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Home News and Update Year 2010 Chip may detect spreading cancer cells in blood - Reuters

Chip may detect spreading cancer cells in blood - Reuters

WASHINGTON (Reuters) - Researchers have found a way to test blood for the cells that spread cancer and said they might be able to use the method to predict whose cancer will come back after treatment.

Health

The team at Harvard Medical School and Massachusetts General Hospital used a grant from a non-profit group to develop the test, which they tried out on samples from 20 men with prostate cancer.

They found circulating tumor cells in patients with tumors that had not spread, low-grade cancers and in patients who had their prostate glands taken out three months before.

"These are patient groups in whom we would normally not expect to see circulating tumor cells, so it gives us a tremendous amount of information about their risk," said Harvard's Sunitha Nagrath, who led the study.

"Are these patients more prone to come back with recurring disease?" she asked a news conference at a meeting of the American Association for Cancer Research. She said her team would follow the patients to see if the tumors came back in patients who had the circulating cancer cells.

Such a test may also some day serve as a blood test for prostate cancer in addition to PSA or prostate specific antigen tests, which look for a protein made only by prostate cells and which can indicate cancer.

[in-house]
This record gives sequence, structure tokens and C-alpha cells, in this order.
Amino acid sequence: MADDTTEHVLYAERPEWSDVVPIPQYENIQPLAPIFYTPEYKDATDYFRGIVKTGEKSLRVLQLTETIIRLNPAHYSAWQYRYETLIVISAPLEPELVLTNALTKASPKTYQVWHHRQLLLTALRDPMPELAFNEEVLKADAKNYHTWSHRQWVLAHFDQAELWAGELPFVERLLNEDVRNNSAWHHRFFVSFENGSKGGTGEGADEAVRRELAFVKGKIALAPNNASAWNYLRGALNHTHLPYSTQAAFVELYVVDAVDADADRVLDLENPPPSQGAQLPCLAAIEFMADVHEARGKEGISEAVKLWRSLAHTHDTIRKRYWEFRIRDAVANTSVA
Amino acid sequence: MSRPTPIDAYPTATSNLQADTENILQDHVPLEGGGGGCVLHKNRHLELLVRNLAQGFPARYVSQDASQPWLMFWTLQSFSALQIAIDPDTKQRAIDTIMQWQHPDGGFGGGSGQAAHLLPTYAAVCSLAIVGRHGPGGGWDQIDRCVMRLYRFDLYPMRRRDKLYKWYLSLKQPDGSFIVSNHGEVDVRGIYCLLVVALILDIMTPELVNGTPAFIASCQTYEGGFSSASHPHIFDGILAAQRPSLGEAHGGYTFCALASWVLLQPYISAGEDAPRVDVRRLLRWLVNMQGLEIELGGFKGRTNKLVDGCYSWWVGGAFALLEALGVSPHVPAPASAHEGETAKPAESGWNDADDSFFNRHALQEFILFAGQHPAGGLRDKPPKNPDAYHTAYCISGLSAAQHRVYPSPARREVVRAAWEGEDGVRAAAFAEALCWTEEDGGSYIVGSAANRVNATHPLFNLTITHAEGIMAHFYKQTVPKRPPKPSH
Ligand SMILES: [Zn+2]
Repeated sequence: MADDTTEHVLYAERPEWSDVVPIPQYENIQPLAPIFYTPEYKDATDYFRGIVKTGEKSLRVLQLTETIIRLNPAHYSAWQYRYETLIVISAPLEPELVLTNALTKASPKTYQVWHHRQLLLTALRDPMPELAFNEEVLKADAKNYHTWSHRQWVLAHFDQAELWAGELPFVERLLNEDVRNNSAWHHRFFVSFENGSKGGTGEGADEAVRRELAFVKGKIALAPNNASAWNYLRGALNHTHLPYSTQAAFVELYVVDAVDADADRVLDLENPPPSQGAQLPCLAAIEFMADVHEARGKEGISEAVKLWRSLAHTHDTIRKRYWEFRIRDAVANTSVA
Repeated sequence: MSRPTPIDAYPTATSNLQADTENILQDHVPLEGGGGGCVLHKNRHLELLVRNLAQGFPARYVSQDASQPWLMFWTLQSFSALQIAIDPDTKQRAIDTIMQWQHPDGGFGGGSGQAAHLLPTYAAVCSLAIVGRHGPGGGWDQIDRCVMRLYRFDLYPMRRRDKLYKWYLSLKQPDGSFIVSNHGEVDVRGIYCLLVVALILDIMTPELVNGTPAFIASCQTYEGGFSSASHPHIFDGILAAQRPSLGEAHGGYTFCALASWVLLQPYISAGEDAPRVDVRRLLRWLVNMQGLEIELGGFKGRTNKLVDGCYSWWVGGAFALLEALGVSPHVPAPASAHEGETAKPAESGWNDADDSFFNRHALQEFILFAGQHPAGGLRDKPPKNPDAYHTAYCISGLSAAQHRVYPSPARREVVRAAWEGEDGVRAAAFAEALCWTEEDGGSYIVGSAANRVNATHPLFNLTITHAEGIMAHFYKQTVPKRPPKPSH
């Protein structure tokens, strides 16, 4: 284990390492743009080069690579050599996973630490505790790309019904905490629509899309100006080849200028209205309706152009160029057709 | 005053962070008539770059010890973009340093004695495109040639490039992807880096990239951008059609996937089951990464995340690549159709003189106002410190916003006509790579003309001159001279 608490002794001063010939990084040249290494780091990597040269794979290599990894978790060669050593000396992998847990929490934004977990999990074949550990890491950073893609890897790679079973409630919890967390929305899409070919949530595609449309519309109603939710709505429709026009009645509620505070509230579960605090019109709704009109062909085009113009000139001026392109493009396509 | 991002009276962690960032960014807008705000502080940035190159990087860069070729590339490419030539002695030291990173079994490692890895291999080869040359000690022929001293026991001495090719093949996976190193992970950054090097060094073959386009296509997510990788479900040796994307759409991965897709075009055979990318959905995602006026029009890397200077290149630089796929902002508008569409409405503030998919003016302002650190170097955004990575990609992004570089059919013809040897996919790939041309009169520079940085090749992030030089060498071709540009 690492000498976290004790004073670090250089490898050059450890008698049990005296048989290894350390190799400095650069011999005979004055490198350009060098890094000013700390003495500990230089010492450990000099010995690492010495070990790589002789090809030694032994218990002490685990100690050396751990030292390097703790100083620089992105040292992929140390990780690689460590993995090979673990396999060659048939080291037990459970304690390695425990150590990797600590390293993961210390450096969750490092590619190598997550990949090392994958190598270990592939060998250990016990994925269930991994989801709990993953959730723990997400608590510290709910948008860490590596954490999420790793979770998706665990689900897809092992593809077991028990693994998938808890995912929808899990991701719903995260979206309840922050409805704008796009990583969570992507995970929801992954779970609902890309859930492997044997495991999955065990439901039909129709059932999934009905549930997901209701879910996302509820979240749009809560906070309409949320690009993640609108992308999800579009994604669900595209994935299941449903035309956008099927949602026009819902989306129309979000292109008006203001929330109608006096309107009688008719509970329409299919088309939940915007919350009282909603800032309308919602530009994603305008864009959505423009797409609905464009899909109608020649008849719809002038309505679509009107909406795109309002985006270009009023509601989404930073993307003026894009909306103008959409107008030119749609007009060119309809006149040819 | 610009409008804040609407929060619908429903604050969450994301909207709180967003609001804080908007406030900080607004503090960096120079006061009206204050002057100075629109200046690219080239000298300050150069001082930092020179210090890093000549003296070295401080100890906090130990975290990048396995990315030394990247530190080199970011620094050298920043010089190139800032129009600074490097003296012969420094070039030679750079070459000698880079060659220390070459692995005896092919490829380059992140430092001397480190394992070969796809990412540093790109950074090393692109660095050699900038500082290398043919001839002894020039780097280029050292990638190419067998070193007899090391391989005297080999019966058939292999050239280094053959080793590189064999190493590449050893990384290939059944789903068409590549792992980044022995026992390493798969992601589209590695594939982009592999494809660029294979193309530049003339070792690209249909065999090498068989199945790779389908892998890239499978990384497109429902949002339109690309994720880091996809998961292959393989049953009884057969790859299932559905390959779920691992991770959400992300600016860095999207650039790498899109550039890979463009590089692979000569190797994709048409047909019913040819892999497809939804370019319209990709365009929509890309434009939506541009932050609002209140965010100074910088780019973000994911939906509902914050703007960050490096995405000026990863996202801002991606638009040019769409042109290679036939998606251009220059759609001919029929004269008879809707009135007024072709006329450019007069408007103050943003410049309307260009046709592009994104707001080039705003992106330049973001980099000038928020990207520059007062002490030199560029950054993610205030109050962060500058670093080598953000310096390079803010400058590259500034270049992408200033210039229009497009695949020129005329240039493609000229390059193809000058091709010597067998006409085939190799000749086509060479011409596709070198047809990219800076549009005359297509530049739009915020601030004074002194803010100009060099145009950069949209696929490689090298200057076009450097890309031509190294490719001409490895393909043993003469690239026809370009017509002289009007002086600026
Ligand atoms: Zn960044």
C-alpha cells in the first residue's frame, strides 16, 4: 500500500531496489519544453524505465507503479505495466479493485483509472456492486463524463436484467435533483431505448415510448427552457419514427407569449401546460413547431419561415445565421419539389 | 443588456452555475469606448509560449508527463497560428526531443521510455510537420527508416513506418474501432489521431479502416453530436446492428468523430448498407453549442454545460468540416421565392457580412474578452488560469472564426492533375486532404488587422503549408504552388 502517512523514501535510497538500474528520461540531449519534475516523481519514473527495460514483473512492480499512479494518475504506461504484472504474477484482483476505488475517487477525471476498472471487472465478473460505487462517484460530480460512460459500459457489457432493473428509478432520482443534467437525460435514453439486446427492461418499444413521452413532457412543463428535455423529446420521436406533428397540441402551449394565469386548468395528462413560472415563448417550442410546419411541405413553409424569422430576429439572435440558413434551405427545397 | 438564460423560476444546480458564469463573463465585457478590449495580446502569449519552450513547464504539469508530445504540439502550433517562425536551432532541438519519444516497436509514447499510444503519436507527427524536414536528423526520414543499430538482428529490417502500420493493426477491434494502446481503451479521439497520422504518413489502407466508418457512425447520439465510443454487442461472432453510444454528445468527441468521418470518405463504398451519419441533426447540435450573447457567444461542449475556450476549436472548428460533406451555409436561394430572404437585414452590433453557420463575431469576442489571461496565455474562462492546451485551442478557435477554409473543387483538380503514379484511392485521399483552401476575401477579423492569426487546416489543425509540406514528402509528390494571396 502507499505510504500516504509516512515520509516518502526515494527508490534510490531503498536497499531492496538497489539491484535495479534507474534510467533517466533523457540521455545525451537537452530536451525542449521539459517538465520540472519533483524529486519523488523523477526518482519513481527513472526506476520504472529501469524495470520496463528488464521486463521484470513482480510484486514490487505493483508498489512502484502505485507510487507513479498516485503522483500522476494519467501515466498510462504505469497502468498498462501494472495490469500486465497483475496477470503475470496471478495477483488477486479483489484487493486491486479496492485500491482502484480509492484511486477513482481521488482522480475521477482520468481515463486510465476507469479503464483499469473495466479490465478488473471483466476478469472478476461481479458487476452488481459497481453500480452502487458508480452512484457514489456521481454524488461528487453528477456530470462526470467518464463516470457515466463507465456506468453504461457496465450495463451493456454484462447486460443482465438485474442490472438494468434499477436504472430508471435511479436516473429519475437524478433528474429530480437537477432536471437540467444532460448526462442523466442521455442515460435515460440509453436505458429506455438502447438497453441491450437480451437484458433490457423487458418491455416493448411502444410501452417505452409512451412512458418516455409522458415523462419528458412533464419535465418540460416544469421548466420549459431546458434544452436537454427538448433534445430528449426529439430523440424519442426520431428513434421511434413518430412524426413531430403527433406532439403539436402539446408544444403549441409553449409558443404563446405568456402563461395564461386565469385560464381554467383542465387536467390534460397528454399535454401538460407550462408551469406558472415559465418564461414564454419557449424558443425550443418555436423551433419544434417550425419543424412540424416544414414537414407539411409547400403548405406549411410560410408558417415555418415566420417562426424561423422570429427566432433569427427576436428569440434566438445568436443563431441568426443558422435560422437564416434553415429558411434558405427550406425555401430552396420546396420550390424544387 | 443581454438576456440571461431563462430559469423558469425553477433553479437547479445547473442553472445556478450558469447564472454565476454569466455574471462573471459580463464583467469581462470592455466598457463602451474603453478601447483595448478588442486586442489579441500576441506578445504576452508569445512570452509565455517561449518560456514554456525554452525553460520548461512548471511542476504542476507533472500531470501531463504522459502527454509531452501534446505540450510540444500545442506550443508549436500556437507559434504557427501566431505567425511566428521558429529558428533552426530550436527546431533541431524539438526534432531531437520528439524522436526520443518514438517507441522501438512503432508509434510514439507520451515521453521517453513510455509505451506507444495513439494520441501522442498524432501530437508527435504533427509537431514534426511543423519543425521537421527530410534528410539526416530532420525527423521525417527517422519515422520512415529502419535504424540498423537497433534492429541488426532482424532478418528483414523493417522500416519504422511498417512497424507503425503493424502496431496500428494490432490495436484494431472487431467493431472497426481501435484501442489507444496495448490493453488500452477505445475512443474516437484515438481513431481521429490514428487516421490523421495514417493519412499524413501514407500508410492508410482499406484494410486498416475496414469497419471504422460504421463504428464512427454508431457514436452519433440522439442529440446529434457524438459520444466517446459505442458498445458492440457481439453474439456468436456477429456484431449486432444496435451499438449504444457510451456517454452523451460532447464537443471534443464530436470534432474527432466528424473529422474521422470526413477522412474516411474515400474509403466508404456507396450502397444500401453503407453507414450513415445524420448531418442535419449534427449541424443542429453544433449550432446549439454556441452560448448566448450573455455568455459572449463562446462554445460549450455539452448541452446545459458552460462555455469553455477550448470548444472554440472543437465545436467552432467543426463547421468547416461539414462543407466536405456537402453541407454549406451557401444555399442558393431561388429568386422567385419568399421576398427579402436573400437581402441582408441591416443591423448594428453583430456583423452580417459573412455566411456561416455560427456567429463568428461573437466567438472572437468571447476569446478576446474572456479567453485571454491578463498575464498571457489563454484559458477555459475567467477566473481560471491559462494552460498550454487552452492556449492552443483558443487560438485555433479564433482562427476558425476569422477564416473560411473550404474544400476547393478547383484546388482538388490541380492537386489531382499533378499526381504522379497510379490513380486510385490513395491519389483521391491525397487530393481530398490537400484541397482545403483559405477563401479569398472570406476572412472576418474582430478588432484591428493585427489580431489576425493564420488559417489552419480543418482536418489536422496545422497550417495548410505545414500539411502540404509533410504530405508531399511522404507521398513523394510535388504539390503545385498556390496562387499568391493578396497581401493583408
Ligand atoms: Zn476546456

Nagrath said her team's test can detect 200 circulating tumor cells from a teaspoon of blood taken from a cancer patient.

Prostate cancer is the leading cancer killer of men after lung cancer.. But it is often a slow-growing disease and doctors are unsure which men have the most deadly types and which men are most likely to have their cancer spread or come back.

The researchers looked for the circulating tumor cells in the blood one day and nine days after the men had their prostates removed, and then again more than three months later.

They found cells in 42 percent of the patients, and in 64 percent of those with advanced prostate cancer.

The cells could not be found right after surgery but reappeared in some of the patients.

Nagrath said it will be important to follow the men to see how well they do and whether those with more of the circulating cells do more poorly.

She also said the test may be useful for monitoring patients on so-called targeted therapies, which affect cancer cells with certain specific genetic mutations.

"With blood tests you can sample the patients every day to see whether the genotype is changing," she said.

The charity Stand Up To Cancer paid for the trial.

(Editing by Bill Trott)



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